This process — called transpiration — is important to cooling a plant down.

Musicians often use humidity sensors to monitor the environment of their instrument. When humidity rises, the wood in items like violins and guitars expands. During times of high humidity, musicians find it difficult to tune their instruments because the wood around the pegs has swelled, making them too tight. Reversely, if humidity levels drop, the wood of an instrument can shrink, causing tuning pegs to become too loose, and difficult to keep in place.

Humidity is important in spas, gyms and country clubs because these venues typically contain saunas. While the temperature inside of a sauna can rise to 90 degrees, it remains comfortable because the humidity levels are kept low. Most people have experienced this phenomenon in natural locations, too; walking through the desert can be more comfortable than traversing a rain forest, even if the temperatures are the same because the latter has high humidity levels. Businesses that operate steam rooms try to keep the humidity levels up to 100 percent inside of these environments, which is why condensation builds up on the walls. Both of these climates — dry and humid — offer health benefits, but only for short periods of time, which is why warnings are posted outside of each, with suggested usage.

Additional Data Found On Humidity Sensors

Modern humidity sensors can report several pieces of information about the environment. Countless systems run through and around your home, interacting with both the climate inside of your walls and outside of them. If they build condensation, retain too much moisture or freeze, they can fail to work properly.

Some sensors display the dew point — the temperature at which water vapor turns into liquid. An instance in which one can observe this happening is when ice on a window melts into water. That water can sink into the window pane, causing the wood in it to expand and warp. Wood warping can cause problems for the structure of a home. Frost point also appears on many sensors and is the temperature at which water vapor in the air turns into ice. Monitoring the frost point can help prevent issues like frozen pipes. Consider a sensor with alarms that alert you when humidity levels are too high or too low.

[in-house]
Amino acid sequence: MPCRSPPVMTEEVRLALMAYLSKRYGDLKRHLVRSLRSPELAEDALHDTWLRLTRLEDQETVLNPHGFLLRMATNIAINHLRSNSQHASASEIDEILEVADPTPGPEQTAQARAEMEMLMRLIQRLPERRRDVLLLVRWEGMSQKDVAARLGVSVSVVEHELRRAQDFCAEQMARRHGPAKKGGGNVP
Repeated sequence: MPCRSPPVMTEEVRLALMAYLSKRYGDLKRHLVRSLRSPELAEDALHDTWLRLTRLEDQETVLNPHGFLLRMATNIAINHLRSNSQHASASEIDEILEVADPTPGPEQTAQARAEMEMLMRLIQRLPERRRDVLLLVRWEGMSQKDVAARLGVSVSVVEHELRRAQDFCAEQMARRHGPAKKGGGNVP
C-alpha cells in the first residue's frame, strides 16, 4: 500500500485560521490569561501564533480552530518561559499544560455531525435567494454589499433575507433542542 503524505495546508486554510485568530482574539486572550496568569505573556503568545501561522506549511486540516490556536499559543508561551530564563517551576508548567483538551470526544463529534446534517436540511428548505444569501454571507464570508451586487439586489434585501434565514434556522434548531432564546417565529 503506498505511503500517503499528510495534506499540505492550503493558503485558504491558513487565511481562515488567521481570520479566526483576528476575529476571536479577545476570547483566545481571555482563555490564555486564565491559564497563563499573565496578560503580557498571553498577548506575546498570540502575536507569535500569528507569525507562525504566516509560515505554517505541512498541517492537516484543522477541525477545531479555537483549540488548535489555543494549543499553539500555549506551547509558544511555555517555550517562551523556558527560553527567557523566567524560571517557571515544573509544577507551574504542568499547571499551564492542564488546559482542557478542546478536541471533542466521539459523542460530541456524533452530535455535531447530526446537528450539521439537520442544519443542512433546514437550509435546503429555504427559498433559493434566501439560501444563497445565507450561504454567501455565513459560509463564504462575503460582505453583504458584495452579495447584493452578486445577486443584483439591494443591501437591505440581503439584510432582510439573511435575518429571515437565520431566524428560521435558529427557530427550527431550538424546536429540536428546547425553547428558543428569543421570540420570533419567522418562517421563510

People who live in highly polluted areas can benefit from sensors that analyze air quality. Some sensors report the carbon dioxide levels in the air, which can help one determine if air conditioning or heating is escaping. A humidity sensor can also be built into an all-in-one weather reporter, which displays daily highs and lows, humidity comfort levels and local forecasts.

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Gabrielle Taylor
Last updated on June 12, 2019 by Gabrielle Taylor

Originally from a tiny town in Virginia, Gabrielle moved to Los Angeles for a marketing internship at a well-known Hollywood public relations firm and was shocked to find that she loves the West Coast. She spent two years as a writer and editor for a large DIY/tutorial startup, where she wrote extensively about technology, security, lifestyle, and home improvement. A self-professed skincare nerd, she’s well-versed in numerous ingredients and methods, including both Western and Asian products. She is an avid home cook who has whiled away thousands of hours cooking and obsessively researching all things related to food and food science. Her time in the kitchen has also had the curious side effect of making her an expert at fending off attempted food thievery by her lazy boxer dog.